FUGITIVE MATERIAL

October 2016

The Storefront Project — NYC


Collage, Wood Panel



For Fugitive Material, his first New York City show, artist John Hagerty presents works culled and collaged from vintage advertising, Playboy centerfolds, stock photography and ephemera — in particular the 1970s — re-contextualized as abstract, figurative and surreal cut-ups casting new, often sinister light on a bygone yet perennially seductive era.

Hagerty is a self-taught artist who works as an art director at KBS, an ad agency in New York City. He was born in White Plains, New York in 1979, studying business and sociology at Le Moyne College in Syracuse and obtaining a Masters in Communication from Virginia Commonwealth University. After working on the business side of advertising, he went back to school and landed a job in the creative department, ascending the ranks to Associate Creative Director. During a brief stint as a sanitation worker in 1998, he stumbled upon a stash of vintage Playboy magazines, which he began collecting, categorizing and cutting up into the 32 collages showcased in Fugitive Material.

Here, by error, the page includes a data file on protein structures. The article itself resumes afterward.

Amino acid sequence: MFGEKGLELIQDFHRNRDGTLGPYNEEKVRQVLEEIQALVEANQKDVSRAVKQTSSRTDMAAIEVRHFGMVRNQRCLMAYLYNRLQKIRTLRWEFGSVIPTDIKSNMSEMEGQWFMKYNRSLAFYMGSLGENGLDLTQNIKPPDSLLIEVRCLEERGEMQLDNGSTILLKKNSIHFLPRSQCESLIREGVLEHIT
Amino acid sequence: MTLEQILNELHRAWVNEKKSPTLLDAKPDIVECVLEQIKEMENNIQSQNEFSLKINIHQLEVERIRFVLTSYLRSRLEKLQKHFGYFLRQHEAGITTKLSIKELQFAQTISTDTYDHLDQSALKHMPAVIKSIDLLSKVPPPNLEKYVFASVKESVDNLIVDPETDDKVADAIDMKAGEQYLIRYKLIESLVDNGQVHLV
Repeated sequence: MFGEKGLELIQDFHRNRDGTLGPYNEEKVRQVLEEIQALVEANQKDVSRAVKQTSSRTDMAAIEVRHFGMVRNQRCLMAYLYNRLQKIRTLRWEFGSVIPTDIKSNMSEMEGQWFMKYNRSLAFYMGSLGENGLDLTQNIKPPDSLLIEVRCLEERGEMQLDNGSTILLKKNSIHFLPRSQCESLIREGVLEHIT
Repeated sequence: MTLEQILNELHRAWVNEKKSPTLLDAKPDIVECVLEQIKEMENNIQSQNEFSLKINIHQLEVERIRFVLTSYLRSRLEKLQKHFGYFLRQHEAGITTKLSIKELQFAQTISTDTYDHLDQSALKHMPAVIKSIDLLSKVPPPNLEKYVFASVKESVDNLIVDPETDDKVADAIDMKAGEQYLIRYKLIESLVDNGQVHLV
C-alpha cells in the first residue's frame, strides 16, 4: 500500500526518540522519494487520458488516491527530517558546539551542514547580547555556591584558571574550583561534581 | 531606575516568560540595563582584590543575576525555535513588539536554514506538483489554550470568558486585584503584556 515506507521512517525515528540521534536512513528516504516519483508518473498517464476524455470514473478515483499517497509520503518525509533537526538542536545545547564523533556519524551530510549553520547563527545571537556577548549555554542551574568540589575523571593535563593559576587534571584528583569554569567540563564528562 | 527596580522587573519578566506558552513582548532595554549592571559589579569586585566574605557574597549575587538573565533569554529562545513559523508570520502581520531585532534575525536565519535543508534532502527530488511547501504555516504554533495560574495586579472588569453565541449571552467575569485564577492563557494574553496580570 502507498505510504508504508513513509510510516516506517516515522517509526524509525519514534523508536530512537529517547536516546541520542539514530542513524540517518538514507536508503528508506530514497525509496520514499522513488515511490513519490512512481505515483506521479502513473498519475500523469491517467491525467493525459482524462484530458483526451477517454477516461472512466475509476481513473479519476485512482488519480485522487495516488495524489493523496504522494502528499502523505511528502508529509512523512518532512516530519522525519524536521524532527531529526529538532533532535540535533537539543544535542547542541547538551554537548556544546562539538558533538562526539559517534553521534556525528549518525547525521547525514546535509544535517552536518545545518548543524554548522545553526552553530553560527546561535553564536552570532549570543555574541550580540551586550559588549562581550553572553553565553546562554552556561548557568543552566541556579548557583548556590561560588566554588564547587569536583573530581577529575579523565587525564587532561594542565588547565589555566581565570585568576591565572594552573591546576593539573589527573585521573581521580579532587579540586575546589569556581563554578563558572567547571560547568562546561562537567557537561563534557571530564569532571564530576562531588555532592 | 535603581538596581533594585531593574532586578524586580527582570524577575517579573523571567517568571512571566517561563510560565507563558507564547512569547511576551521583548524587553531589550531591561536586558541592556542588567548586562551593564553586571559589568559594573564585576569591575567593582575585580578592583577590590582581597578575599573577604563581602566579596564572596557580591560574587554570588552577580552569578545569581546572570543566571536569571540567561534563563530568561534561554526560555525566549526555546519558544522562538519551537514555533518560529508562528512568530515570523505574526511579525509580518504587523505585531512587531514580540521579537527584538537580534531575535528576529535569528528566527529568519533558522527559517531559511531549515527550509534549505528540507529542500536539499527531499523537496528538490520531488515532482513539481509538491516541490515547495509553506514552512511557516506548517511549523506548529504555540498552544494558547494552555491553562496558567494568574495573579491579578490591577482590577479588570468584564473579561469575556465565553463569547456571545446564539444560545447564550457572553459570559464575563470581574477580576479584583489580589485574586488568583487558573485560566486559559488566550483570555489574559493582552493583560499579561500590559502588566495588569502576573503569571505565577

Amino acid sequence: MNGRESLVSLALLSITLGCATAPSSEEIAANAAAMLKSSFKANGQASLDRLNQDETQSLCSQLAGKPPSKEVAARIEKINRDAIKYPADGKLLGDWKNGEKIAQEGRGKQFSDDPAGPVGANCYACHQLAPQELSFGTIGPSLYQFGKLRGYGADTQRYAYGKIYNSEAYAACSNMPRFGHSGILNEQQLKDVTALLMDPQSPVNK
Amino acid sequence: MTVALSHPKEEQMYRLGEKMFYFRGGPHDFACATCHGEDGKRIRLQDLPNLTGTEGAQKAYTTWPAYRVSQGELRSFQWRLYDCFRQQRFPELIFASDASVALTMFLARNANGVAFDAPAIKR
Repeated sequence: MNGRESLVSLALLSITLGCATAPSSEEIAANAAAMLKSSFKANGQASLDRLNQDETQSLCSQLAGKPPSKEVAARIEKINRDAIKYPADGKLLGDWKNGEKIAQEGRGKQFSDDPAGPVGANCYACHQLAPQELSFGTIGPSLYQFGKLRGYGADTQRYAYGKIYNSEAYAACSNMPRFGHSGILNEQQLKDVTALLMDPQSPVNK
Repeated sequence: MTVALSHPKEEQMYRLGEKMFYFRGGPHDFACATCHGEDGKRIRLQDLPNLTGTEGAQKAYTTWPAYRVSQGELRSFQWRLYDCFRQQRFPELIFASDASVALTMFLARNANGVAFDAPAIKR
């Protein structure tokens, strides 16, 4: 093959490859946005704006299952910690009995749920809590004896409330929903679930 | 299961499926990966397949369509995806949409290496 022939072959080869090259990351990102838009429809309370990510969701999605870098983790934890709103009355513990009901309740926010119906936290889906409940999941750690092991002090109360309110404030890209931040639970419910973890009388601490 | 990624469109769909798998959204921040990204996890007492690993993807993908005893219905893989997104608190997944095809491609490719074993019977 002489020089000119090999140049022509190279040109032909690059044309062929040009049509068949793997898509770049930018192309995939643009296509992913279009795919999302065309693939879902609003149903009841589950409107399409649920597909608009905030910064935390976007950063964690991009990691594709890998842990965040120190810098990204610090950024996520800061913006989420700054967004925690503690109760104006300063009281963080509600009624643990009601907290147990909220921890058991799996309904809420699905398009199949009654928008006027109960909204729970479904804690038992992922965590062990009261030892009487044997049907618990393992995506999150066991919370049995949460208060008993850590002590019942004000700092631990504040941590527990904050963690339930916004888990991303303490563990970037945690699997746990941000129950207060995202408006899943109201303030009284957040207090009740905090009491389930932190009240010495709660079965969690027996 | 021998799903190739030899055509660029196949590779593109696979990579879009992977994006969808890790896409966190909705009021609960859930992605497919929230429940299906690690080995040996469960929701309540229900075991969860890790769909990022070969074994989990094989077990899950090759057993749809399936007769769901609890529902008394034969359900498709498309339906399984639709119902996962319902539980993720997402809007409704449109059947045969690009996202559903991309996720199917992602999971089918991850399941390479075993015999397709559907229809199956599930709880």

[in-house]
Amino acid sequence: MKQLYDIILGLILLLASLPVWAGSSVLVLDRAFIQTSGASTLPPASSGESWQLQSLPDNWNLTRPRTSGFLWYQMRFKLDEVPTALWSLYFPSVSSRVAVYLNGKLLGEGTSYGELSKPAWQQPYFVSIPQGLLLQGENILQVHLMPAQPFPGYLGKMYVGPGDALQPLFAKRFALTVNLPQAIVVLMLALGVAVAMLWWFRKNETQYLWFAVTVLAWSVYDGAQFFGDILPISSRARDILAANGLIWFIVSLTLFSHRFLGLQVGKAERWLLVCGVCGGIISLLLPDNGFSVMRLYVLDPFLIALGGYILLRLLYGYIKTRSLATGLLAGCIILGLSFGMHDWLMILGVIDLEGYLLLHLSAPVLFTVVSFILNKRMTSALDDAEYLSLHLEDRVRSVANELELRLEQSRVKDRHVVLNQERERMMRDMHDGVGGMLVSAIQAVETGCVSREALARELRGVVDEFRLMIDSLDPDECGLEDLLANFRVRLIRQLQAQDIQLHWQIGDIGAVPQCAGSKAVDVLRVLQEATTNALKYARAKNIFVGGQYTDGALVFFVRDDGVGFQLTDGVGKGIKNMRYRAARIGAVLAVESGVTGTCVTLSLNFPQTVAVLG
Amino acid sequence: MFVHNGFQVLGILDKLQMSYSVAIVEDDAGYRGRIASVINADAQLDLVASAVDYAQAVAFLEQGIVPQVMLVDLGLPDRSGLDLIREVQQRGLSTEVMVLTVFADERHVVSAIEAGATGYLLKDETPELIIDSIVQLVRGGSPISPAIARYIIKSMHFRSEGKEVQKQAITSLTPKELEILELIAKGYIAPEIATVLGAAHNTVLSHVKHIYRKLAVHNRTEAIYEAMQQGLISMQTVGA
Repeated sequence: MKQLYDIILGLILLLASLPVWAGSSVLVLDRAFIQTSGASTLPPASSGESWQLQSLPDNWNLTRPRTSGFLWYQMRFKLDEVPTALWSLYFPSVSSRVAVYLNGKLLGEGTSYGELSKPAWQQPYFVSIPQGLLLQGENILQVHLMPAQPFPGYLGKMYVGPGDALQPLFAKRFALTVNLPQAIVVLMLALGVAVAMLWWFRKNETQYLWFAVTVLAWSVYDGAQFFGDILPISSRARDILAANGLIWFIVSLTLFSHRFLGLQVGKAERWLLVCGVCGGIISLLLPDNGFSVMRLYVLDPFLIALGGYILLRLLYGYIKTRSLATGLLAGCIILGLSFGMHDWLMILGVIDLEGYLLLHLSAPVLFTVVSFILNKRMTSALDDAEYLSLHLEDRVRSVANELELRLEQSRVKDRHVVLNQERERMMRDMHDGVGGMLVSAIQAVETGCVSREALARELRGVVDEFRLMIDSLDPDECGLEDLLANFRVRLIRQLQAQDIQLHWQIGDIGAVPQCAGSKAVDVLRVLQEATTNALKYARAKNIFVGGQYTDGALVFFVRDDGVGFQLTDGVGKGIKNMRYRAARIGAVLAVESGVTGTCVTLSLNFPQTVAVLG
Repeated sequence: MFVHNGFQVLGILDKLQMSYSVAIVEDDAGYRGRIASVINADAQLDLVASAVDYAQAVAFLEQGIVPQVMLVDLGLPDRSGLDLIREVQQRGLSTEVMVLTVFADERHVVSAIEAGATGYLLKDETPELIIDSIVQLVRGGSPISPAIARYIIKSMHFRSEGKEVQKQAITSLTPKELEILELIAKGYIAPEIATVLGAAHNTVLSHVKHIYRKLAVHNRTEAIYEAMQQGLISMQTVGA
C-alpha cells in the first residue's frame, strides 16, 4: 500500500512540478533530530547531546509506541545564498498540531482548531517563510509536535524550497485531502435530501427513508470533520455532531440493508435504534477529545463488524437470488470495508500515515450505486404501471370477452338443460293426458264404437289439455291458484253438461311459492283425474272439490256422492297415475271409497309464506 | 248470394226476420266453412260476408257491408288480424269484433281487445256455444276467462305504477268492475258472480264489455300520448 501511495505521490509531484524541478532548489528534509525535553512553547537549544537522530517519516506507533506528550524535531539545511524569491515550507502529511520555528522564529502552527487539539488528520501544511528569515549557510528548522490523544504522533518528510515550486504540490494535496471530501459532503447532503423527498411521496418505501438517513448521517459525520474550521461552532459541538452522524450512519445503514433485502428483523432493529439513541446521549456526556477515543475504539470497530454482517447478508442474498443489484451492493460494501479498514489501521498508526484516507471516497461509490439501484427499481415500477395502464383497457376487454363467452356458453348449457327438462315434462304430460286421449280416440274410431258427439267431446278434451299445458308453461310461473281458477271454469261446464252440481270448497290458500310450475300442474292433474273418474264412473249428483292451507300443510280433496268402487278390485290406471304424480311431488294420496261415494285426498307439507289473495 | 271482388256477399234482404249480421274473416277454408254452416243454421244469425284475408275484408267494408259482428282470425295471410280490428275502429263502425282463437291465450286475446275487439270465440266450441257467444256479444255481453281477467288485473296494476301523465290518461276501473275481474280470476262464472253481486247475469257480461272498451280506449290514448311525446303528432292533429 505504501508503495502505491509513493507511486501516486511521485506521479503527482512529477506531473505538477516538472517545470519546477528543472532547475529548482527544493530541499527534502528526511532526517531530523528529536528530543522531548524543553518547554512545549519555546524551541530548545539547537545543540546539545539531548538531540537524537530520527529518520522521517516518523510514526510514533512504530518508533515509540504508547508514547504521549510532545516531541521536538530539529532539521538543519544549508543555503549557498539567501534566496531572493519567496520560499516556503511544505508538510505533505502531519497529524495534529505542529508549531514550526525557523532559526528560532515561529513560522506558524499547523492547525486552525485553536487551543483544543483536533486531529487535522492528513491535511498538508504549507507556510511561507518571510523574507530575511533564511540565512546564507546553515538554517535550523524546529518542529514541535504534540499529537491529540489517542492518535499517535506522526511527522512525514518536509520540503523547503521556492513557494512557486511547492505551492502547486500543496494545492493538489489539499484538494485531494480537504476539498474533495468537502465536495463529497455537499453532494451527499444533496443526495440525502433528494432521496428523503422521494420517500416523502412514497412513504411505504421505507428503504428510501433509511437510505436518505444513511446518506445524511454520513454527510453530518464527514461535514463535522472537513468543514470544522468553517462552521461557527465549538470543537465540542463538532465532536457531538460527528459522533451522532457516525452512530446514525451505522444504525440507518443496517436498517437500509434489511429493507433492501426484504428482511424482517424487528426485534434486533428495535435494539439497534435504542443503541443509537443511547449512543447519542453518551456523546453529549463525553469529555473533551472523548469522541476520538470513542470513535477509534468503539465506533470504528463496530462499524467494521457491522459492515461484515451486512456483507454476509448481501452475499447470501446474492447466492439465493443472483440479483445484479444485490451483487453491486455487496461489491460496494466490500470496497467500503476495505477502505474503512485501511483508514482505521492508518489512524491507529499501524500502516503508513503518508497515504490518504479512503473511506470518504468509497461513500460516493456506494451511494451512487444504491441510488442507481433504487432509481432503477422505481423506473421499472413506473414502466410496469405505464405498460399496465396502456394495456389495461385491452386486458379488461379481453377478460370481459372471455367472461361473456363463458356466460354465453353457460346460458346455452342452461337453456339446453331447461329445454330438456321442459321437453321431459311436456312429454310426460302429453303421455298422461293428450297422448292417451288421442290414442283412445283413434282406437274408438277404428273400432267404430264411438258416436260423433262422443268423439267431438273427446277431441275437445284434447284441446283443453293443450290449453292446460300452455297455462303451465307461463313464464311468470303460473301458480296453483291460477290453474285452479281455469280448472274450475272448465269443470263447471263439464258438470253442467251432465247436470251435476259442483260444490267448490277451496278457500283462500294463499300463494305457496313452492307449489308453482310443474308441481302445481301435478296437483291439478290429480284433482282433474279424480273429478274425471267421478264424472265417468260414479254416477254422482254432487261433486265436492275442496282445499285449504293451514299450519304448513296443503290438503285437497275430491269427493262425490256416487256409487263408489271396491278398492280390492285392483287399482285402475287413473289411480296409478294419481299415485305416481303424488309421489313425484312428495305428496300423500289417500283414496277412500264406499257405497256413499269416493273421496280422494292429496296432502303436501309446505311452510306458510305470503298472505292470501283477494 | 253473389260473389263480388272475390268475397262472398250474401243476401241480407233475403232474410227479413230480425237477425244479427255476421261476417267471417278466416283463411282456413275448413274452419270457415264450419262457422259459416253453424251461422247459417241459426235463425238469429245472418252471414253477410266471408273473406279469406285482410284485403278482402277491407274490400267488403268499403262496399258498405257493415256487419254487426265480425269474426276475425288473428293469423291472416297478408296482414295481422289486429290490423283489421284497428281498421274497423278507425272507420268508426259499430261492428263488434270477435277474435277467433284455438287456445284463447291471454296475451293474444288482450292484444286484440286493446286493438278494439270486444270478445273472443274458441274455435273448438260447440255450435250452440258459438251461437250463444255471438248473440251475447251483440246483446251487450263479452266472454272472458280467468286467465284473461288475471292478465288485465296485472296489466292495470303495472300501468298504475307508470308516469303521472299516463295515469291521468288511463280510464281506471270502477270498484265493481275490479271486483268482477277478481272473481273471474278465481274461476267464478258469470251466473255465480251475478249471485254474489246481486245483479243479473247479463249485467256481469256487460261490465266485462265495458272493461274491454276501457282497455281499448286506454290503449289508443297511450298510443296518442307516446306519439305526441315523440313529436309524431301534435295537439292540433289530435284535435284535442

Initially an escape from his day job — where on a given day he scans through thousands of digital images in photo archives across the Internet — Hagerty turned to collage as a way of going off-line and making handiwork out of the hoarded Playboys that became a window into the romanticized yet complex era that was the late 1960s and '70s.

Combining soft-core centerfolds with torn fragments from additional print sources, including cigarette and beer ads and childlike imagery from old stock photography manuals, Hagerty captures the tension between youthful nostalgia and the sinister, often salacious perspective that arises through the corruption of time, experience, fragmented memory and sensory overload. Thus a random Playmate of the Month placed opposite the Marlboro Man and superimposed atop a vintage pantyhose ad becomes an unsettling commentary on the sacred icons of the freewheeling '70s — stretched to its brink and ultimately collapsing in exhaustion before the conservative Reagan era took its place.


Happy Hour, 9x12




Creepy Fiction, 9x12



Bullseye, 9x12



No, 8x10



Use This Magazine, 9x12



The Flavor Is, 9x12



Little Women, 11x17



Fresh, 20x20



Hoops, 9x12



Salem, 8x10



Kodak Moment, 9x12

Twisted Green, 8x10



Hippie Kids, 9x12



Fortune, 9x12



Leapfrog, 9x12



Something Comfortable, 9x12



Blue Heel, 8x10



Shotgun, 9x12



Roy, 9x12



Revolver, 11x17



Chesterfield, 9x12